Decorating for the holidays represents something different for every family. Most of us default to traditional wreaths, garland and delicate white lights. And that’s fine. There really isn’t a wrong way to decorate.
But since many decorations end up in high-profile spots outside, there are some considerations based on your region that’ll make your scheme easier to implement as well as more aesthetically pleasing and fitting. Here’s how:
1. Listen to What Your Location Says
Concentrate on the constants surrounding you, such as the climate and indigenous plants and animals, and weave traditional ways of holiday decorating together with the elements from your environment. For instance, if you’re in the mountains, arrange your skis on the front porch with luminaries, or hang your old ice skates from the hearth.
2. Recreate the Classics
The Lights Fantastic: Regardless of what region you live in, putting up lights is a given. Go for colored lights or, better yet, blankets of lights already woven together; all you have to do is lay them over your bushes.
For hard-to-reach gutters, windows, porch rails and even mailboxes, there are clips to make stringing easier. For ground-level “runways” along your front walk, there are plastic stakes that bury cords into the ground.
Water Sports: Don’t discount birdbaths and fountains; these summer playgrounds for all things that flutter provide fantastic stages for holiday decor. For warmer climates where baths and fountains don’t go dry, invest in floating candles and wrap the base in holiday lights, twigs, flowers and garland. For mild to cold climates, where baths and fountains go dry, fill the empty basins with sand. Arrange a variety of candles in varying heights and sizes in the sand, then toss in reflective globes, garland, stones, shells and voila! An outdoor fireplace is born.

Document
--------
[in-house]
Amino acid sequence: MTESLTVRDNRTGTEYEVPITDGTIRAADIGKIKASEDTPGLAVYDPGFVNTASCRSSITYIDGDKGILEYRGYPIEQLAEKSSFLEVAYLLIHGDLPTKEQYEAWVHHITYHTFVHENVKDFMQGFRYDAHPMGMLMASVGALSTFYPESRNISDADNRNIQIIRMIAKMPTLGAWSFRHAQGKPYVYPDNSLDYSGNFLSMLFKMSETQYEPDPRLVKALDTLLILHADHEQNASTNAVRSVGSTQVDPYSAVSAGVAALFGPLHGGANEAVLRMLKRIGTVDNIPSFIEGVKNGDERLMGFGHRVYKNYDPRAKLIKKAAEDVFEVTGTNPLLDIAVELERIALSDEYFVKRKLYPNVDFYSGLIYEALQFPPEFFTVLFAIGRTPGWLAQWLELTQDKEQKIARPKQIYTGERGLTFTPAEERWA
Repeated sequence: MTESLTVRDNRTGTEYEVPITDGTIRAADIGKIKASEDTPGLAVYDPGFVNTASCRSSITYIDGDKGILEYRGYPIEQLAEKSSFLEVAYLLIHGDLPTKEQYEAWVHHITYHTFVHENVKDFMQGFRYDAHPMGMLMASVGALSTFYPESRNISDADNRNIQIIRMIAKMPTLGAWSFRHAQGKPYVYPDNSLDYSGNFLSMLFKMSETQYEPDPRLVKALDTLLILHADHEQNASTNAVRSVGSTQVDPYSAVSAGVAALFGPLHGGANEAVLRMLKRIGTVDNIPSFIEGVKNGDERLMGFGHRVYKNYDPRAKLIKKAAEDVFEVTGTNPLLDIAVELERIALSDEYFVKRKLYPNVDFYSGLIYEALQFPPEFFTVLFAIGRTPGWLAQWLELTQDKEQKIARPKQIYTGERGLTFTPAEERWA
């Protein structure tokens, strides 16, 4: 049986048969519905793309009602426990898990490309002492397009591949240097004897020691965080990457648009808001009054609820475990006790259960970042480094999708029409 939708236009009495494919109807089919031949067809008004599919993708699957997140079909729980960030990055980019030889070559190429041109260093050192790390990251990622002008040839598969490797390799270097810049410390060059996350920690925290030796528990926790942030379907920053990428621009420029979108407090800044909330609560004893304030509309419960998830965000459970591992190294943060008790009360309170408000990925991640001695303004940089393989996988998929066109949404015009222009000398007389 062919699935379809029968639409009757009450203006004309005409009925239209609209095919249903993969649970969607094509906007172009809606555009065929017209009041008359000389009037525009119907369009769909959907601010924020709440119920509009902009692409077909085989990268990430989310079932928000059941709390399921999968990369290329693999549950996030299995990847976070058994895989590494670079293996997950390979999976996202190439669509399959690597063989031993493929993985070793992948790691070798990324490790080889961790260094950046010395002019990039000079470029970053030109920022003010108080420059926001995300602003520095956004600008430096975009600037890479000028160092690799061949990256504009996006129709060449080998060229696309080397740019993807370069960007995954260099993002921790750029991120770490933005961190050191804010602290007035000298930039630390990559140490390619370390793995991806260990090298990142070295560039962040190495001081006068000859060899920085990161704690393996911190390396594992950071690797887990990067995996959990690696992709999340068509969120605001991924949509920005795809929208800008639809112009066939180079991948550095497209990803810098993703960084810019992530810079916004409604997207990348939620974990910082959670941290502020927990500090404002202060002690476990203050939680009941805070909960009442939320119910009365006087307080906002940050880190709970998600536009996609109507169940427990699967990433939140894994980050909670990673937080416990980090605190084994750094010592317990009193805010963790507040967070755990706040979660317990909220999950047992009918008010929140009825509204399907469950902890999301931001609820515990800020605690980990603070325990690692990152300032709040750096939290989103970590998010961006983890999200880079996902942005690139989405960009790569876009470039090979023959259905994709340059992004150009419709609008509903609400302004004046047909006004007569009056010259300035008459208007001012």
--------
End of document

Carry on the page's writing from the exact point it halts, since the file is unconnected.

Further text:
Fire Starters: For homes in warmer regions, outdoor fireplaces are a popular and viable option as are chimenaes (kiln-shaped outdoor stoves), especially if your goal is ambiance and not heating your home. Use these in any region, or even just your regular old grill to keep warm while toasting marshmallows for dessert while sipping eggnog.
Greensleeves: Wreaths and trees are the easiest to modify according to both your style and region. Textiles, twigs, flowers, ribbons, nuts, berries, lights, ornaments, toys and candy are just a few ideas that will personalize your greenery. You can get even more creative though.
If you’re a gardener in the Northeast, for example, construct a wreath with old broken clay pot pieces mixed with pine needles, holly berry and ribbon. For log homes in the desert, use the cactus in your front yard and string it with lights. If you live in an area that enjoys four seasons, put up four trees and decorate them based on each one.
No matter where you live, take hints from your locale to devise a decorating scheme to rival no other. Don’t forget, however, that it should reflect not only your region, but also your personal style. And above all, make your holiday decorating fun so that you can enjoy all the trappings of this special season.
To read the full story, check out the December 2004 issue of Log Home Living.